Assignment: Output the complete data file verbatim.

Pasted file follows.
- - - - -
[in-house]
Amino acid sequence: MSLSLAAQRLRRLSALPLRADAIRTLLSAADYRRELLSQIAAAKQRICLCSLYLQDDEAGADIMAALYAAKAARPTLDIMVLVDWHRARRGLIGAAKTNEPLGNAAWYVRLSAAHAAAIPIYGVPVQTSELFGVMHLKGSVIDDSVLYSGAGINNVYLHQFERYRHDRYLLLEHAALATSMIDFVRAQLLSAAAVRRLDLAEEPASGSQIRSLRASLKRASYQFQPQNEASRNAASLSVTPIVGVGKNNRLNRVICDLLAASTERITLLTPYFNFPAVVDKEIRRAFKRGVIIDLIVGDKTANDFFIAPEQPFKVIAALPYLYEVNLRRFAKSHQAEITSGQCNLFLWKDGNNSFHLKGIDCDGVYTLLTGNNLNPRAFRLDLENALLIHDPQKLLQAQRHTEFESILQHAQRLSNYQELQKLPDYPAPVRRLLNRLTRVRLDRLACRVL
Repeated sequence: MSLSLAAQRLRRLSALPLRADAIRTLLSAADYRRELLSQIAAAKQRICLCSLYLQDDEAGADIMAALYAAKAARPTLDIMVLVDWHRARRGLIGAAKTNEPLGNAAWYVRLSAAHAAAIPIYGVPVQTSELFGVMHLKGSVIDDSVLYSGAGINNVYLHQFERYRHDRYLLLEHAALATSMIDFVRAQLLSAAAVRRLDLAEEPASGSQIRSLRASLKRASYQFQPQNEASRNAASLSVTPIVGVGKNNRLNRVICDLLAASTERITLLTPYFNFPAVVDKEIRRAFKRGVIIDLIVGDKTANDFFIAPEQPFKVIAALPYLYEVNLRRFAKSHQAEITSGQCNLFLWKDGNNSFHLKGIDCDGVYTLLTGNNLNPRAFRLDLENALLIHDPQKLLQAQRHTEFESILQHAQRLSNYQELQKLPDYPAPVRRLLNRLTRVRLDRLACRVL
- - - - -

[in-house]
Amino acid sequence: MSLSLAAQRLRRLSALPLRADAIRTLLSAADYRRELLSQIAAAKQRICLCSLYLQDDEAGADIMAALYAAKAARPTLDIMVLVDWHRARRGLIGAAKTNEPLGNAAWYVRLSAAHAAAIPIYGVPVQTSELFGVMHLKGSVIDDSVLYSGAGINNVYLHQFERYRHDRYLLLEHAALATSMIDFVRAQLLSAAAVRRLDLAEEPASGSQIRSLRASLKRASYQFQPQNEASRNAASLSVTPIVGVGKNNRLNRVICDLLAASTERITLLTPYFNFPAVVDKEIRRAFKRGVIIDLIVGDKTANDFFIAPEQPFKVIAALPYLYEVNLRRFAKSHQAEITSGQCNLFLWKDGNNSFHLKGIDCDGVYTLLTGNNLNPRAFRLDLENALLIHDPQKLLQAQRHTEFESILQHAQRLSNYQELQKLPDYPAPVRRLLNRLTRVRLDRLACRVL
Repeated sequence: MSLSLAAQRLRRLSALPLRADAIRTLLSAADYRRELLSQIAAAKQRICLCSLYLQDDEAGADIMAALYAAKAARPTLDIMVLVDWHRARRGLIGAAKTNEPLGNAAWYVRLSAAHAAAIPIYGVPVQTSELFGVMHLKGSVIDDSVLYSGAGINNVYLHQFERYRHDRYLLLEHAALATSMIDFVRAQLLSAAAVRRLDLAEEPASGSQIRSLRASLKRASYQFQPQNEASRNAASLSVTPIVGVGKNNRLNRVICDLLAASTERITLLTPYFNFPAVVDKEIRRAFKRGVIIDLIVGDKTANDFFIAPEQPFKVIAALPYLYEVNLRRFAKSHQAEITSGQCNLFLWKDGNNSFHLKGIDCDGVYTLLTGNNLNPRAFRLDLENALLIHDPQKLLQAQRHTEFESILQHAQRLSNYQELQKLPDYPAPVRRLLNRLTRVRLDRLACRVL